By Justin Angebrandt
Growing up, I was an elitist little shit. If the game wasn’t published by Nintendo, Square Enix, Capcom, etc. I wanted nothing to do with it. This mentality stayed with me well into emerging adulthood. I would scoff at my brother for playing The Binding of Isaac. It looked simple and repetitive with questionable graphics. I know, I was the worst, right? Unfortunately, my mind was made up that all indies were unpolished, amateur games with no merit. Then Shovel Knight dug his way into my heart! I’d like to say that’s what happened, but it didn’t. Shovel Knight: Shovel of Hope, from Yacht Club Games, was another game and character I mocked. Relentlessly, I might add. “A knight who wields a shovel? What, is his villain a sentient garden gnome named Chompsy who fiendishly steals Shovel Knight’s rutabagas?” I said to myself with a dumb, ignorant, little snicker.
A year or so later, an unholy beacon of cuteness would arise from the shadows: Plague Knight! Unbeknownst to me, Plague Knight wasn’t a new character, but actually, one of Shovel Knight’s villainous roadblocks he encountered on his journey to save his beloved Shield Knight. I can’t resist a sinister, chibi, soft boy. I had never seen a game have a playable plague doctor before. My macabre-loving heart overpowered my antagonistic views of Shovel Knight. A soft revolution occurred within me. I devoured Shovel Knight: Plague of Shadows and became completely enamored with Plague Knight. He was everything I wanted in a character. So, I decided to give Shovel Knight’s story a playthrough since I enjoyed his adorable, little antagonist’s game so much.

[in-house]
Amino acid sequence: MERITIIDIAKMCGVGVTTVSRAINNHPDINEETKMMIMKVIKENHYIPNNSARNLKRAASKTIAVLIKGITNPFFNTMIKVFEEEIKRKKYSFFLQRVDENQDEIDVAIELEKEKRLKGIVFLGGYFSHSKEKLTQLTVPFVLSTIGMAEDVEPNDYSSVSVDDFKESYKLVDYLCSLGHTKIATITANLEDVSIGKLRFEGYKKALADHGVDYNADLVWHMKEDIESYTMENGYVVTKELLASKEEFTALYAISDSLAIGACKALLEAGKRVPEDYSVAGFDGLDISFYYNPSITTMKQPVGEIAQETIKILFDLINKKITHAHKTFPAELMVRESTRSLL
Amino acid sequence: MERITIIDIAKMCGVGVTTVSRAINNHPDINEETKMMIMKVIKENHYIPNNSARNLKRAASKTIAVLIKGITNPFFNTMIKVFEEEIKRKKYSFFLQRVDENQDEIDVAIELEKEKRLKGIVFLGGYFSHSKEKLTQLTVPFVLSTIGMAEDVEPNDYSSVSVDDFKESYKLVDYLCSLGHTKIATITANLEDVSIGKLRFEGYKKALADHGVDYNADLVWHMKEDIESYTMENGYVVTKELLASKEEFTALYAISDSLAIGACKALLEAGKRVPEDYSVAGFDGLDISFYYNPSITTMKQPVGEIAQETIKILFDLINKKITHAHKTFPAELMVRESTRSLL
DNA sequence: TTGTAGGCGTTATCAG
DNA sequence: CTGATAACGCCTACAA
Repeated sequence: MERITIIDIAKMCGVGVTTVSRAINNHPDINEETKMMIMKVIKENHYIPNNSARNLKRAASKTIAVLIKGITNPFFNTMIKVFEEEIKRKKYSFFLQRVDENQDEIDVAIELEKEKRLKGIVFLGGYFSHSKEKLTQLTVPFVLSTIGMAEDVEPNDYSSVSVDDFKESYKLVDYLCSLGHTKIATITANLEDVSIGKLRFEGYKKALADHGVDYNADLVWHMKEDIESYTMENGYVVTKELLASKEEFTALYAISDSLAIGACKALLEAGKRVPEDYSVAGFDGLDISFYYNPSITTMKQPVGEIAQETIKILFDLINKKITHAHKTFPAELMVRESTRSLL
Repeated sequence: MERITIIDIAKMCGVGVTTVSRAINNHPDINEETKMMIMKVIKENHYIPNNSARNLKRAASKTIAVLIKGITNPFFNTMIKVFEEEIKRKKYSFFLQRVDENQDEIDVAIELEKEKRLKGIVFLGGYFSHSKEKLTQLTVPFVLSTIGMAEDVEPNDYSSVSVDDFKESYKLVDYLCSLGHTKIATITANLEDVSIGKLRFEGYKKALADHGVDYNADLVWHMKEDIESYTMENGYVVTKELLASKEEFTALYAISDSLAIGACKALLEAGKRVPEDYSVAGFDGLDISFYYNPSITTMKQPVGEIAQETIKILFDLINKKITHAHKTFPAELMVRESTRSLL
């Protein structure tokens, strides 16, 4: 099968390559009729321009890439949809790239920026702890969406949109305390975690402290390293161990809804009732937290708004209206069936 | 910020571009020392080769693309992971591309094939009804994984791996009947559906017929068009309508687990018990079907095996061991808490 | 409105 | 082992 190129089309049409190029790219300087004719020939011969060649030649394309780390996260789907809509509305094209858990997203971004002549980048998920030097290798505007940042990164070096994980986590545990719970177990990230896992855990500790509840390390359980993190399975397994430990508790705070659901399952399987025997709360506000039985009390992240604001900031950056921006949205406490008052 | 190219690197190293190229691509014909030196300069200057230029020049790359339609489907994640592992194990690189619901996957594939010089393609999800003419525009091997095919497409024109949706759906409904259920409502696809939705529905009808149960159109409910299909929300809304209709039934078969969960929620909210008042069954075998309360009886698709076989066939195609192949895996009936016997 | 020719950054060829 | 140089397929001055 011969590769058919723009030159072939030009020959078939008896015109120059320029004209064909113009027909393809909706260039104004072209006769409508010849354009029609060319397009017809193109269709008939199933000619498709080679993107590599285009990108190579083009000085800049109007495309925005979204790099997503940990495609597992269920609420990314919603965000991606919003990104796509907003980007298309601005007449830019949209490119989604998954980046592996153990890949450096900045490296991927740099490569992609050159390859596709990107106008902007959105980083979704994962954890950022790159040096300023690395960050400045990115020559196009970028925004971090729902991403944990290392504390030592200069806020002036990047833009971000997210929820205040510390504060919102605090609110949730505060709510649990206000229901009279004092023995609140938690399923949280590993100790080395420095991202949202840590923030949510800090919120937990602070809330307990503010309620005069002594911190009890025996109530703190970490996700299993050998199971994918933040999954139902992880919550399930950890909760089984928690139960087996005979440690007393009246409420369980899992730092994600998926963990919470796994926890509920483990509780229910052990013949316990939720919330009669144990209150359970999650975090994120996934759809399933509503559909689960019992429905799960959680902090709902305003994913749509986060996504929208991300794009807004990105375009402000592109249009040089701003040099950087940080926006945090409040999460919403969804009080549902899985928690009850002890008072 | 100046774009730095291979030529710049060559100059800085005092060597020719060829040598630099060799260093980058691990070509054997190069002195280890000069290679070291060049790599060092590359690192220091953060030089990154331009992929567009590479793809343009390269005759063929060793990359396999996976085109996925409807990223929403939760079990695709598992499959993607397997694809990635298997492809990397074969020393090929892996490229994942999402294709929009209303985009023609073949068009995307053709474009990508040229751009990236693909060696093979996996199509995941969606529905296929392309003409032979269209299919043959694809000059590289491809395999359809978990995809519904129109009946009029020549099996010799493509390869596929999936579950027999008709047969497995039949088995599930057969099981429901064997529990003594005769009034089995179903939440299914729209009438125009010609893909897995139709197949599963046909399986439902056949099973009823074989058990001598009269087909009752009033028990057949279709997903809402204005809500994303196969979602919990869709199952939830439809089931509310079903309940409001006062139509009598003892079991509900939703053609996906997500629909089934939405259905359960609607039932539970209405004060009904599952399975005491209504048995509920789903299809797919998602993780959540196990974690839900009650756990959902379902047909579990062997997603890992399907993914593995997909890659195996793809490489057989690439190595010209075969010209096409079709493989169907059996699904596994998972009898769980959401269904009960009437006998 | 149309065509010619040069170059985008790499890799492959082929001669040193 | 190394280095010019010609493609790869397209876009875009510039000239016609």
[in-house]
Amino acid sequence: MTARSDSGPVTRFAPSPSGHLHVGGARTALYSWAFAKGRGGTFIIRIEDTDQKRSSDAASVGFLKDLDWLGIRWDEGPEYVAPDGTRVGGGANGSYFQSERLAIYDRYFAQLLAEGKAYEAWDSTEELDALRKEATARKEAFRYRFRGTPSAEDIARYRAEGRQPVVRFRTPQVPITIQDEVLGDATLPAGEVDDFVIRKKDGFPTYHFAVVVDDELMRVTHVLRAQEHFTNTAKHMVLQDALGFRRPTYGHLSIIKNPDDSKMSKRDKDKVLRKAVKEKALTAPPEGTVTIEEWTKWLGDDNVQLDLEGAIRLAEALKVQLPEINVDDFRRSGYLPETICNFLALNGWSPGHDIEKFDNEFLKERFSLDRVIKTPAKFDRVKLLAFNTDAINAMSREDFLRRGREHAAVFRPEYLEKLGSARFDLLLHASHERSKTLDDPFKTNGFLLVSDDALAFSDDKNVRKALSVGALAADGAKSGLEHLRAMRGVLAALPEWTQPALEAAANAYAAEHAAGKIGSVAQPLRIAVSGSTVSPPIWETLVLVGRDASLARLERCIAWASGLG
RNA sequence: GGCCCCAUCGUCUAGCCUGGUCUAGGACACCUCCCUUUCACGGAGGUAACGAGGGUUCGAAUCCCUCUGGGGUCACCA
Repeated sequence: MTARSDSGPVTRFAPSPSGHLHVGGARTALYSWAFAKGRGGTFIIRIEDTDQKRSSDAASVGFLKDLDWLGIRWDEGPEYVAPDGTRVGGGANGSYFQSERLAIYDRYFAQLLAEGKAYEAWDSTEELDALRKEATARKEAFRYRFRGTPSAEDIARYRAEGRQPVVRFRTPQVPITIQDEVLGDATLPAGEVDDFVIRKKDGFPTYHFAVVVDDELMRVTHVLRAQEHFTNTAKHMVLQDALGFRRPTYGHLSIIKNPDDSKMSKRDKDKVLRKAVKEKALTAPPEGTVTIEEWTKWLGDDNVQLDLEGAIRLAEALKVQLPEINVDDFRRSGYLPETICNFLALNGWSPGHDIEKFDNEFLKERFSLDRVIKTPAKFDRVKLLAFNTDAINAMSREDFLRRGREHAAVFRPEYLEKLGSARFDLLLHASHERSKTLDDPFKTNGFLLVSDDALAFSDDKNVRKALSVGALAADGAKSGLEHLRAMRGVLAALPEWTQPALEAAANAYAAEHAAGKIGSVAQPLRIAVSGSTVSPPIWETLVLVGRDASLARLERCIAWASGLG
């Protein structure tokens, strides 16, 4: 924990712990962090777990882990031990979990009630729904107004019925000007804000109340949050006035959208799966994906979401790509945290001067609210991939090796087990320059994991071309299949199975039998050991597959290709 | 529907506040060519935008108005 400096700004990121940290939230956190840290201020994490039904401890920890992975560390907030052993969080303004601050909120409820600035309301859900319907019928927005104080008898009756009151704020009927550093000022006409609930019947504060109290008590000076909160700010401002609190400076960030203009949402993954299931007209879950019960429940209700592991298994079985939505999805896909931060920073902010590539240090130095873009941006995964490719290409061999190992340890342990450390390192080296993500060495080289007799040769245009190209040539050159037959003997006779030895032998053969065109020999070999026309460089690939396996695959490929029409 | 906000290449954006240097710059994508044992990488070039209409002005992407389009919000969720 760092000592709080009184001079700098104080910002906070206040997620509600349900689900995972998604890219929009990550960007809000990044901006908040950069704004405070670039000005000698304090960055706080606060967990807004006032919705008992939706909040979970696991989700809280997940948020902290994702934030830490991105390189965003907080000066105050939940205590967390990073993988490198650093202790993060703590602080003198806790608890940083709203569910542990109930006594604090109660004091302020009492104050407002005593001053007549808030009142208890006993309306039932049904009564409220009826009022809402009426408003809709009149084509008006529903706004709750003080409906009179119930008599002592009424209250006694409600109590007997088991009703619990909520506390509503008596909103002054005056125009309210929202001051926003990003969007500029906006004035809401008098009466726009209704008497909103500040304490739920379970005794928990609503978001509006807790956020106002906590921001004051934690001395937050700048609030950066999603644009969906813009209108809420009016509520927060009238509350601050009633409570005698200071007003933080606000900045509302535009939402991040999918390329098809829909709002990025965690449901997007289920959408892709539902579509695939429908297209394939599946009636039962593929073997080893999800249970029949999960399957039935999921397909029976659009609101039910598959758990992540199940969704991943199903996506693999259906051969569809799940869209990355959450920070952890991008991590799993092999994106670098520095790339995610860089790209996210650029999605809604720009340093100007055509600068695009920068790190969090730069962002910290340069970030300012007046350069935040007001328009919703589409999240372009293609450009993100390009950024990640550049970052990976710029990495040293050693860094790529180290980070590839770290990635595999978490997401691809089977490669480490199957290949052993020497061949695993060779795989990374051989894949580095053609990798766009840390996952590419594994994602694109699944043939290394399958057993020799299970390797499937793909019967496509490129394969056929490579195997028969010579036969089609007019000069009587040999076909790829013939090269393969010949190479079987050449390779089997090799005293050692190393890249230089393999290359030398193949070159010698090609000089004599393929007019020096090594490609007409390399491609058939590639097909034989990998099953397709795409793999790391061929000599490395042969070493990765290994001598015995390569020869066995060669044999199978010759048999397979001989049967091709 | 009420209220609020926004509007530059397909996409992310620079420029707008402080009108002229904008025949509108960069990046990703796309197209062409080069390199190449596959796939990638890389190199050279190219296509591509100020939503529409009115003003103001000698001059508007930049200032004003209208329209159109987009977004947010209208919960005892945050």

I loved it. Both games were challenging and full of collectibles, but what impressed me were the charming characters, beautiful world, and whimsical enemies.